Yesterday we shared with you an artist’s and priests’s perspective of Michelangelo’s Pietà – probably one of the most famous sculptures in the world. Today we’d like to share with you Leonardo’s Last Supper (ca. 1495-98) which can be found in the refectory of Santa Maria delle Grazie.
Sit back and learn some fascinating insights into this truly amazing painting!
One of the most beautiful statues in the world is Michaelangelo’s Pietà. It was sculpted around 1498 and is housed in St Peter’s Basilica. Why not grab yourselves a cup of tea (or even coffee) and listen to this 9-minute talk by art aficionado Lynne Hanley and Father Christopher Whitehead who offer an ‘art perspective’ and ‘priest’s perspective’ of this amazing piece of art?
This has been a very difficult and different Easter to any other we have encountered. With all church activity temporarily (and understandably) halted, the principle way that the church can communicate with its parishioners is through its online activities. Father John has done a wonderful job of making sure that all the Sunday and Easter masses are broadcast via Facebook and this activity has led to us almost doubling the number of followers on that channel and it has had a knock-on effect on this website.
In the past we have shared the stats from this website to let people know where visitors have come from, the amount of traffic we have per month and some of the top pages that people are looking at. With that in mind I thought I’d share with you some of the stats from the past month.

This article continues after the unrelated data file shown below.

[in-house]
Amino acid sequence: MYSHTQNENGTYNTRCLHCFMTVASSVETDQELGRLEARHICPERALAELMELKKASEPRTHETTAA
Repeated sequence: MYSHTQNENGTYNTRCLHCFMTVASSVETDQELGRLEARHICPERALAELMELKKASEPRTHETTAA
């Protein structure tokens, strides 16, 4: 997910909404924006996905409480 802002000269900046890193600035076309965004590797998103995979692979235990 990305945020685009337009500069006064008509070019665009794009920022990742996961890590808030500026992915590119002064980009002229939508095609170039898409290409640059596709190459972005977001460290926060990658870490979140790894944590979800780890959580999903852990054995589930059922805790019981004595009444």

Let us receive the special grace of this moment. We pause in reverent silence before this empty tomb in order to rediscover the grandeur of our Christian vocation: we are men and women of the resurrection, not of death. From this place we learn how to live our lives, the trials of our churches and of the whole world, in the light of Easter morning. Every injury, every one of our pains and sorrows, has been borne on the shoulders of the Good Shepherd who offered himself in sacrifice and thereby opened the way to eternal life. His open wounds are like the cleft through which the torrent of his mercy is poured out upon the world. Let us not allow ourselves to be robbed of the basis of our hope, which is this: Christos anesti! Let us not deprive the world of the joyful message of the resurrection! And let us not be deaf to the powerful summons to unity that rings out from this very place, in the words of the One who, risen from the dead, calls all of us
“My brothers” (Pope Francis, The Gospel of Matthew—a Spiritual and Pastoral Reading p 239).
Become silent, aware of the awesome presence of God who never ceases to be with us.
We celebrate the Paschal Mysteryof the saving Death and Resurrection of Our Lord Jesus Christ and our own Sacramental Initiationwith the marks of Baptism into his new lifeand Confirmation in the Communion of his Body the Church.
Sadly this year we have a very limited, virtual celebration.
We remember with sympathyEvie, who was due to be baptised tomorrow, and her family, the 21 children who hoped to celebrate Communion this Easter-tide,and the 9 young adults who hoped to be Confirmed in the Communion.
Despite disappointment and distance, we are invited to be renewed individually and as a communityby all these gifts and graces of our original and annually repeated initiation into Christ’s Paschal Mystery.
🎥 Don’t forget that Mass will be broadcast live this evening at 8.30pm. You can either watch it live on this site (just turn up a little before 8.30 pm) or you can head over to our Facebook Page.
✝️ If you would like to download tonight’s liturgy, please click on the link below. You will be able to follow the services on your tablet, smartphone or computer. Alternatively, you might want to print it off and have it by your side (that’s what I’ll be doing!).
On Holy Saturday the Church waits at the Lord’s tomb in prayer and fasting, meditating on his Passion and Death and on his Descent into Hell, and awaiting his resurrection. The Church abstains from the Sacrifice of the Mass, with the sacred table left bare, until after the solemn Vigil, that it, the anticipation by night of the Resurrection, when the time comes for paschal joys, the abundance of which overflows to occupy fifty days.